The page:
Monday, February 12, 2018

Who's That Guy Again? Writing Safely on your Photographs

One piece of advice that I always give to my researchers at the Lambton County Archives is to identify the individuals in their photographs. In your personal photograph collection, you may know the names of all the aunts, uncles, and cousins, but unless you document this information, that knowledge is lost to anyone else accessing your material. You should record as much information as possible, including the names of the individuals in the paper, the date the picture was taken, where the picture was taken, and if applicable, the special occasion.

There are established strategies in the archival community for safely recording information on photographs. If you follow these rules, you can minimize the impact of recording important information on your photographs.

My preferred method is to not write on photographs at all, but rather place them in an envelope or sleeve that contains the relevant information. This way, you can label your photographs with the detailed information that you need without physically inscribing on the photograph itself. Through vendors such as Carr McLean, Brodart, and Gaylord, you can purchase transparent photographic sleeves or acid-free envelopes that will safely hold your photographs. By applying a label to the sleeve or writing on the envelope, you can record your information and avoid marking the original photograph. This is the best case scenario and a win-win for your priceless photographs!

Example from the Lambton County Archives where labels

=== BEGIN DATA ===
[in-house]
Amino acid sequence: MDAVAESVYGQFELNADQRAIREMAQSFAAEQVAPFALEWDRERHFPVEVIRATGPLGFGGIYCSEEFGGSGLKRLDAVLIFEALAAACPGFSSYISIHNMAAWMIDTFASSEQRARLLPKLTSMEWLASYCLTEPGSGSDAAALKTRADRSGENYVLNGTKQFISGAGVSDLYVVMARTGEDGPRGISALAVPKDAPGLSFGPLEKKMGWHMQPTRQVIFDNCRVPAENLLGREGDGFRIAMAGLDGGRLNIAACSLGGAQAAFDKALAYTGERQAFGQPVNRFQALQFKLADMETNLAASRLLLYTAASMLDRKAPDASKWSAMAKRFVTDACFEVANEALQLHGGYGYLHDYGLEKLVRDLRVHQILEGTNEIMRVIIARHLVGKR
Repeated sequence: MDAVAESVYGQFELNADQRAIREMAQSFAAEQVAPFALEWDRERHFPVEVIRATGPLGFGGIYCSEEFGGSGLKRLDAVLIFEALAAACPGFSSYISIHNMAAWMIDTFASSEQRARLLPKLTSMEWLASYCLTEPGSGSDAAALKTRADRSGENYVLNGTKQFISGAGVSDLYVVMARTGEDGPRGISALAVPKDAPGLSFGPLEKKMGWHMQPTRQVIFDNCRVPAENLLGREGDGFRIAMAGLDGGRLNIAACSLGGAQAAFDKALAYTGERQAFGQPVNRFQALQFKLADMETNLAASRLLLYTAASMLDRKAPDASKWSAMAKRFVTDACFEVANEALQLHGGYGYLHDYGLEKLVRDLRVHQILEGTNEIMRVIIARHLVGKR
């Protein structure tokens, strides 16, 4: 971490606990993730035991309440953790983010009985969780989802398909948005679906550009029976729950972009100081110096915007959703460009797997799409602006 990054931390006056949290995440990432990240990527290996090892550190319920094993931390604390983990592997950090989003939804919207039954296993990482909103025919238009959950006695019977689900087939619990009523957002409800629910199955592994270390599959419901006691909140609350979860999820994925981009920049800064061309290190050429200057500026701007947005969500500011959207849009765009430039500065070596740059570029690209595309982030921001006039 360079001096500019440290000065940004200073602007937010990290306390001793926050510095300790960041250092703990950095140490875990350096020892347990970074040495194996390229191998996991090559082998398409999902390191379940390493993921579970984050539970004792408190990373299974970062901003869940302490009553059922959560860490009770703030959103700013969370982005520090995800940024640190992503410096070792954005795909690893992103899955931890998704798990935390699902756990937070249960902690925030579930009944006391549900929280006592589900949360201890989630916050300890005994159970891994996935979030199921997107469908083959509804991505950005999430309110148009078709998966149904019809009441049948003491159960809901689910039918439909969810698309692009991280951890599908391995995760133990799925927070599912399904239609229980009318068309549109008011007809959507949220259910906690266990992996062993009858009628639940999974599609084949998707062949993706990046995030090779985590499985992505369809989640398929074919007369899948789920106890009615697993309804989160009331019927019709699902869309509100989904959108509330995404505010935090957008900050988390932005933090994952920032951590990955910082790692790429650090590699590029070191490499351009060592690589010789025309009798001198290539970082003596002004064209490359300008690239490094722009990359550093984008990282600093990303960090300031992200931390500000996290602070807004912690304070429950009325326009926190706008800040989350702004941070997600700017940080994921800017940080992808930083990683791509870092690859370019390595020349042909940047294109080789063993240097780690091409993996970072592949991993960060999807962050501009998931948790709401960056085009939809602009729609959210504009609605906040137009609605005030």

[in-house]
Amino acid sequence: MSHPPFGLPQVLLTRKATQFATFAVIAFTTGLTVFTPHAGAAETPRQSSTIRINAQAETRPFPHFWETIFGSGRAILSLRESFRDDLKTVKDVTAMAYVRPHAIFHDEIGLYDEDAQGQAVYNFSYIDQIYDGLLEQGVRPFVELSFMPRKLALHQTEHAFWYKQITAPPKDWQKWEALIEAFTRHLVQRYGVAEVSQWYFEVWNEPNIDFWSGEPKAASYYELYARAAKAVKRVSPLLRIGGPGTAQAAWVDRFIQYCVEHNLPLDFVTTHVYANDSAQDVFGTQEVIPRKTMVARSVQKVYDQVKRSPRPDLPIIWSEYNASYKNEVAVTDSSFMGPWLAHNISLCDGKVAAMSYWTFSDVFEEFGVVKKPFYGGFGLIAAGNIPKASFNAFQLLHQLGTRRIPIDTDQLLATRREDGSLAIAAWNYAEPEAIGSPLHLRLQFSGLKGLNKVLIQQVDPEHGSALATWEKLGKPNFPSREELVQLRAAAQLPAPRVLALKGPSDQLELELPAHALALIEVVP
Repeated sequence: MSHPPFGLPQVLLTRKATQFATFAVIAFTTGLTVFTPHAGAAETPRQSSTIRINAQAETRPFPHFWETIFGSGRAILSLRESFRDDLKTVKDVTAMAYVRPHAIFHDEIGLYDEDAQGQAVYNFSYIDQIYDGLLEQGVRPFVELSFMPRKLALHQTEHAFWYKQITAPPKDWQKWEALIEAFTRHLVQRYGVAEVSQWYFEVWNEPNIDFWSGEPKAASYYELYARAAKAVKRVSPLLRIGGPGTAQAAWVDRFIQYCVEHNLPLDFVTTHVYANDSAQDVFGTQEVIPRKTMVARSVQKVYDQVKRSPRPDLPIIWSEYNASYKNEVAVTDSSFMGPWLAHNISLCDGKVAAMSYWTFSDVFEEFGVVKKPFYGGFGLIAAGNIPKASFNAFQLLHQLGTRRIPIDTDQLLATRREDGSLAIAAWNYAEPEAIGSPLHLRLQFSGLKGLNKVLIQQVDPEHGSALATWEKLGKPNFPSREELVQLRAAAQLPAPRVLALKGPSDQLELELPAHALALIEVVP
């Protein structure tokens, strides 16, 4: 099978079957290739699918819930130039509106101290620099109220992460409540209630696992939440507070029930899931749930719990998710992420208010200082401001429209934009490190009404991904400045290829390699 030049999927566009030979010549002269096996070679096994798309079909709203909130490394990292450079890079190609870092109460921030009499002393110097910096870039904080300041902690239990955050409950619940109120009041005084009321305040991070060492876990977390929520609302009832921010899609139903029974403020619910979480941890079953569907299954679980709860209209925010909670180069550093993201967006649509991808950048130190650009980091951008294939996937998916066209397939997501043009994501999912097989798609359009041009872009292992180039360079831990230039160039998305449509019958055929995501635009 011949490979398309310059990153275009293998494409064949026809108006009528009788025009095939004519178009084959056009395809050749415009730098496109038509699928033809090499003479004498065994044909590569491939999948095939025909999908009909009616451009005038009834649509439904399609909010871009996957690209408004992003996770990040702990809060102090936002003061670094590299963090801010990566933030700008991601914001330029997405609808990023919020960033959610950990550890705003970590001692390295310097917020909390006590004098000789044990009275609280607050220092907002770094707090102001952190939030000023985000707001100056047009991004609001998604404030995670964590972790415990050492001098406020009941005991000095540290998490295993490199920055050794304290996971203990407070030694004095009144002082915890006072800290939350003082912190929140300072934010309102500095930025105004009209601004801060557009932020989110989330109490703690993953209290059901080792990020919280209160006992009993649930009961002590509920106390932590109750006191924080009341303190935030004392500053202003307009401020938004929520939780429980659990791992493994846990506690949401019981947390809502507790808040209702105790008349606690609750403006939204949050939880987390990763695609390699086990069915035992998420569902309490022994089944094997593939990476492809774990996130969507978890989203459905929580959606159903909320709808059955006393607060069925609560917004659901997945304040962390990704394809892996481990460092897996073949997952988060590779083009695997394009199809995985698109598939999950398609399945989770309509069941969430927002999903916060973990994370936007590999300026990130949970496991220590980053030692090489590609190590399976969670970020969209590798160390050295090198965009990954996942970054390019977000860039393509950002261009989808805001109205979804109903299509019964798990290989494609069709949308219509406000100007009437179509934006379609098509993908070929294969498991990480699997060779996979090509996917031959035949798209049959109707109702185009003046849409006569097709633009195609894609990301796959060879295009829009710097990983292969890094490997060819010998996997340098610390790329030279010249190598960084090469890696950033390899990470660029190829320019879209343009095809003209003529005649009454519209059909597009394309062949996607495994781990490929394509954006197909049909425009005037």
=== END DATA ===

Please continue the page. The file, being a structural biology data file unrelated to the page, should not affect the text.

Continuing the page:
have been inserted into the sleeve.

Example from the Lambton County Archives where
information was written on the envelope that houses
the image.

There are reasonable options if you do want to inscribe information directly on the photograph. For many older photographs, you can use a soft lead pencil to record your information. Writing on the back of the photograph, keep your letters small and neat to minimize the impact, and make your markings lightly. Pencil can be erased, so by using pencil you are not permanently altering the photograph.

Stabilo-All pencil, here in white, which is much more
legible on this black photo album than a regular pencil.
For modern, glossy photographs, pencil often will not stick or mark clearly on the back of the photographs, and it is not a good option. There are many products on the market advertised as "photo safe archival pens" that will write clearly on these types of photographs, but I do not recommend ever permanently marking a photograph. In many cases, the inks will smear, and sometimes bleed through to the front of the photograph. Additionally, you cannot change the information after you have marked it down in permanent ink, unless you want to scribble out what you wrote previously! The Stabilo-All pencil is a good option that will write on the glossy photographs but can be dry erased or wiped off of smooth surfaces. The Stabilo-All pencils are similar to a pencil crayon, and you can find them for purchase online. I have found that in some instances even the Stabilo-All pencils will not write on glossy photographs, and in those cases I use the method of putting the photograph in a sleeve or envelope and applying my labeling to this protective cover.